He said, "No, sweetheart." Then he sat in silence, just smoking his Camel cigarette. After a long time he leaned over and nudged my shoulder with his arm. He didn't take his eyes off of the workers, he just pointed his cigarette at them. "Do you see the man with the notebook? He's Kikuyu. So he speaks Kikuyu, and he also speaks English. That's why he and I are able to talk to each other. The man with that thing in his hand--it's called a plumb bob--is a Muslim. He's from Northern Africa. He doesn't speak any English, but he does speak Arabic. And I'll bet he also speaks French. Yep, I'll bet you a hundred dollars: he speaks French. But the man who is Kikuyu doesn't speak Arabic or French. So how are they talking to each other?"

    "I don't know."

    "They both know Swahili. They are speaking to each other in Swahili. They speak five languages between them. Probably others. How many do you speak?"

    "Just one. English."

    "That's right. You remember that the next time someone says that Africans are stupid."

    It's one of a handful of pristine memories that I have of him, things that I've never forgotten because at that moment he was being very kind and very patient. I learned at a very early age that the best way to placate a grumpy or difficult man was to ask him to teach me something.

    Later I majored in English. In my third year of college I read the first five pages of Anna Karenina and was thunderstruck. It was so gorgeous, and I found it so thrilling, that I had to put the book down and go back to it a few hours later. I started taking Russian. I became obsessed with Tolstoy and stopped writing fiction because I knew that I could never *be* Tolstoy. Which enraged my father, who wanted me to be a writer. I entered a Ph.D program in literature, and Dad and I went on to have lots of good arguments about literature. And politics. He died in 1996, at 53.

    I have a framed photo of Tolstoy in my bedroom. Tolstoy and Chekhov, together at a table. It's just a plate torn out of a book that I pilfered from the undergraduate library. But I am realizing, just now as I write this, that the picture shows Tolstoy--who was irascible, absolutely impossible, a judgmental crank and also a wonderful, monumental pain in the ass--lecturing Chekhov about something. Chekhov is wearing a very sweet, indulgent smile, with those wonderful crinkly eyes and an elegant slouch, just taking it all in. Because the best way to placate a difficult man is to ask him to teach you something.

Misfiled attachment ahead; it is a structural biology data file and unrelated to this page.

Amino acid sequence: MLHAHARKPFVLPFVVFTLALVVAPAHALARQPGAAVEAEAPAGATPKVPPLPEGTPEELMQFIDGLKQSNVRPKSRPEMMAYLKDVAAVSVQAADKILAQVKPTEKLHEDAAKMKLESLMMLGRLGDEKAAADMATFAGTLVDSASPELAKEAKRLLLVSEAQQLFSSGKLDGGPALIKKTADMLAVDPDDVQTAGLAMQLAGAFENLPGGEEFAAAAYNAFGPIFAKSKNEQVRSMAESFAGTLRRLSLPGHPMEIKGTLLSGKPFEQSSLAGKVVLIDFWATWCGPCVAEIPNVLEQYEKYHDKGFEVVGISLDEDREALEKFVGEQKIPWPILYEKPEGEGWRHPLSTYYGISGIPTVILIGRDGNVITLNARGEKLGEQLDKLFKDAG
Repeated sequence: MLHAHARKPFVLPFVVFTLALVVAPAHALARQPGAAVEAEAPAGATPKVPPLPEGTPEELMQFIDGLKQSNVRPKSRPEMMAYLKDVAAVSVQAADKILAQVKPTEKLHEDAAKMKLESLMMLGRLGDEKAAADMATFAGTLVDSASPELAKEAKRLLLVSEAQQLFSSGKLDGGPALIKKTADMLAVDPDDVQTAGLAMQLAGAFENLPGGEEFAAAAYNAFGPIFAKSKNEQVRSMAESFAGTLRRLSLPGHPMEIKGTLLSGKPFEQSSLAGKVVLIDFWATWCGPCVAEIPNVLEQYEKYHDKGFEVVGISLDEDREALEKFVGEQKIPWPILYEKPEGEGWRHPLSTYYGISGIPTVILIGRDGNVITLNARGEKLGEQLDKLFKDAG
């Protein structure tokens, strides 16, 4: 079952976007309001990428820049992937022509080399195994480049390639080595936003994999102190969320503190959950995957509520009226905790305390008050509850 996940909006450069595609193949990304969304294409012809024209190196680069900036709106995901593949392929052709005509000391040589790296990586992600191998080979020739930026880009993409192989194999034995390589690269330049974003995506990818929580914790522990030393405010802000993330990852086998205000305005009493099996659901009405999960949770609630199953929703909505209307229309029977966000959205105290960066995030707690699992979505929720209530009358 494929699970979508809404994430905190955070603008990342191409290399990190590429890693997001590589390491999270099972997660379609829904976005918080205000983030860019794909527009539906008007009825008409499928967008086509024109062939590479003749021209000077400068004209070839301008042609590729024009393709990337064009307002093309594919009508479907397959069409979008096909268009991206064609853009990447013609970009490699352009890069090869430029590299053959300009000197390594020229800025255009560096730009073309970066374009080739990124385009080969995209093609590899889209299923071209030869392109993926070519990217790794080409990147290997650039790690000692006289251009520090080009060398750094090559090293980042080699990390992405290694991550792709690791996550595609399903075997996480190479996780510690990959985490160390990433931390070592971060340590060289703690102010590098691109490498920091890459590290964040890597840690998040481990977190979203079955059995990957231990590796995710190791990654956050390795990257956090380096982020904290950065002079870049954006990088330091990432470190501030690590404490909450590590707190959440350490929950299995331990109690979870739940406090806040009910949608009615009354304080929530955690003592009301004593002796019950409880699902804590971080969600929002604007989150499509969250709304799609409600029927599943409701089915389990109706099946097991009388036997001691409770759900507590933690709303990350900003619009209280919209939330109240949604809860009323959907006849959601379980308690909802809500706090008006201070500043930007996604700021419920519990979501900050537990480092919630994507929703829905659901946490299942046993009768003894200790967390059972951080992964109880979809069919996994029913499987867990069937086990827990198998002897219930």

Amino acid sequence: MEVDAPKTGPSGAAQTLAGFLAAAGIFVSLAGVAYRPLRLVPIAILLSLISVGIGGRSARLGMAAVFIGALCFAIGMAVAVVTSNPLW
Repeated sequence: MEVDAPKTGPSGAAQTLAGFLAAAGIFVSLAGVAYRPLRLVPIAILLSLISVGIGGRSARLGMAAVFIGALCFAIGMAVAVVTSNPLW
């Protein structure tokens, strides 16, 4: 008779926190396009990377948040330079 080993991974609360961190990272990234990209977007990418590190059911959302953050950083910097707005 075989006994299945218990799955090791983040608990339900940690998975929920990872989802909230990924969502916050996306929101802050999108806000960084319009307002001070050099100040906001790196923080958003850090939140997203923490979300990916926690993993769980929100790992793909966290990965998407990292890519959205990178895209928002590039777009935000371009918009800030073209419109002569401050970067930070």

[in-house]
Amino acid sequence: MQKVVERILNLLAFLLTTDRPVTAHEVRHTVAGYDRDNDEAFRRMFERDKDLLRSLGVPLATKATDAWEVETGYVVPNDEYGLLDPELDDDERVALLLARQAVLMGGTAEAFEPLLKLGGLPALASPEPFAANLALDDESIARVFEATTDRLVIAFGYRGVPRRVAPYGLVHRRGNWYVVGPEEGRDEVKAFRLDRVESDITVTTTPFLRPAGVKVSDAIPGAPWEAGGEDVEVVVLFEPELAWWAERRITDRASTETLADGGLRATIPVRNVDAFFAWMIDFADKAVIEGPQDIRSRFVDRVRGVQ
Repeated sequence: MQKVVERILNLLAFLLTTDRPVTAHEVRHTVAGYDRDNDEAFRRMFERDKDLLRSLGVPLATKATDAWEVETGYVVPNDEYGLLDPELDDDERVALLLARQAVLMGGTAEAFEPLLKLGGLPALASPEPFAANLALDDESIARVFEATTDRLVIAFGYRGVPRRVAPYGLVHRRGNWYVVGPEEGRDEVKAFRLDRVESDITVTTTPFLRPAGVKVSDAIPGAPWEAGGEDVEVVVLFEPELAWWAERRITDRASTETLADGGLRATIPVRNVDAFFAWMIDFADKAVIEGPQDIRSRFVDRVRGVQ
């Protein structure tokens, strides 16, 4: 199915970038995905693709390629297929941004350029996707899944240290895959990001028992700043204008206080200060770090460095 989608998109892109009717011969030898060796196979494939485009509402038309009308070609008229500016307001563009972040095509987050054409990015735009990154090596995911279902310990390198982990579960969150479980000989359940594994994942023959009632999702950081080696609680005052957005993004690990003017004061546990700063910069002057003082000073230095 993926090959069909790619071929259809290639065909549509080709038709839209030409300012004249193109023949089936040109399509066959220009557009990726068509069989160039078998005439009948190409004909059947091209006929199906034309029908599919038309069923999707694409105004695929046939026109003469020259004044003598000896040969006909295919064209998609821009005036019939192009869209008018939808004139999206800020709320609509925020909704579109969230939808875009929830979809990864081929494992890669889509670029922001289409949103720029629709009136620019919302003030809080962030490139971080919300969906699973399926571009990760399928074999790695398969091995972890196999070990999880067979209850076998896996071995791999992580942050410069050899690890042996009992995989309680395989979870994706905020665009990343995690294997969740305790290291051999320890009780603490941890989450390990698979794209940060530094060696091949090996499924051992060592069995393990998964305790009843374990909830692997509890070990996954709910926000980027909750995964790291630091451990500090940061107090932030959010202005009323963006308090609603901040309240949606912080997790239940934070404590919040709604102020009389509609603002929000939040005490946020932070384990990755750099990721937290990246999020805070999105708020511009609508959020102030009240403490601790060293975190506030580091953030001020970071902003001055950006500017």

UPDATE: A correction to this piece. Rachel's Dad, Charles Powers, and Robert Rosenthal were actually tortured after Idi Amin had left Uganda. The country was then under Milton Obote. You can read Rosenthal's rather account here. My apologies for the error.

  • Or Perhaps You Are Too Stupid to Learn French

    The Atlantic In Paris: Dispatch #13

    I'm entering into my last two weeks of French education here in Paris. I started taking classes two days after I arrived. I will be in class until the day before I leave. I spend four hours every day drilling grammar and then an hour or two outside, studying. This has meant me seeing the city differently than most people who come here. Paris has basically been another work-site for me. To be absolutely clear, it is a privilege to work here, but it is not the same as, say, taking a vacation.

    The best way to think about this is to say I've more lived here than I've visited here. I have not visited most of the things I would like--the Louvre, the Museé D'Orsay, and especially St. Denis (Clovis!!!) I spent time up at near Nation (I would live up there if I could), I walked La Coulée Verte (Awesome-sauce. Totally sons The High-Line.) I drank some great wine. Ate some incredible bread. But I make no pretensions on having "seen" Paris.

    I came here to study the language. That was the job, and thus my life. I understand why people see places without knowing any language--indeed if you waited on fluency, most of us would never see anything. But knowing even the rudiments of language is so transformative, it makes the city four dimensional. And, for me, struggling with the language is part of the act of seeing the place. They go together. C'est moi.

    I would go further and say that people cannot solely be known through their buildings, no matter their magnificence. The woman at the café who is sure to tell me that it is "une baguette" not "un baguette" is telling me something about herself, her people and her nation. A buddy of mine was insulted by a French woman the other day. She basically said to him "Go take a shit." Hmm. That's different. Different and as important as as any glass boat floating down the Seine.

    But what if you never learn the language? I don't mean what if you never decide to learn, but what if expend a great amount of effort and learn nothing. This seems doubtful--but when learning something the fear of learning nothing is one of the greatest obstacles. This is magnified in French because in any class worth it's salt because the instruction is almost entirely in French. What this means is not only is your subject obscured from you, but the method of accessing the subject is obscured too. It is dreadful cycle. You can only barely understand the instructor--because you can't speak French. But in order to speak French you need to get the instruction, which you don't wholly understand because you don't speak French. So mostly you muddle your way through. And if you have a good teacher he will make sure you understand the instructions before moving on.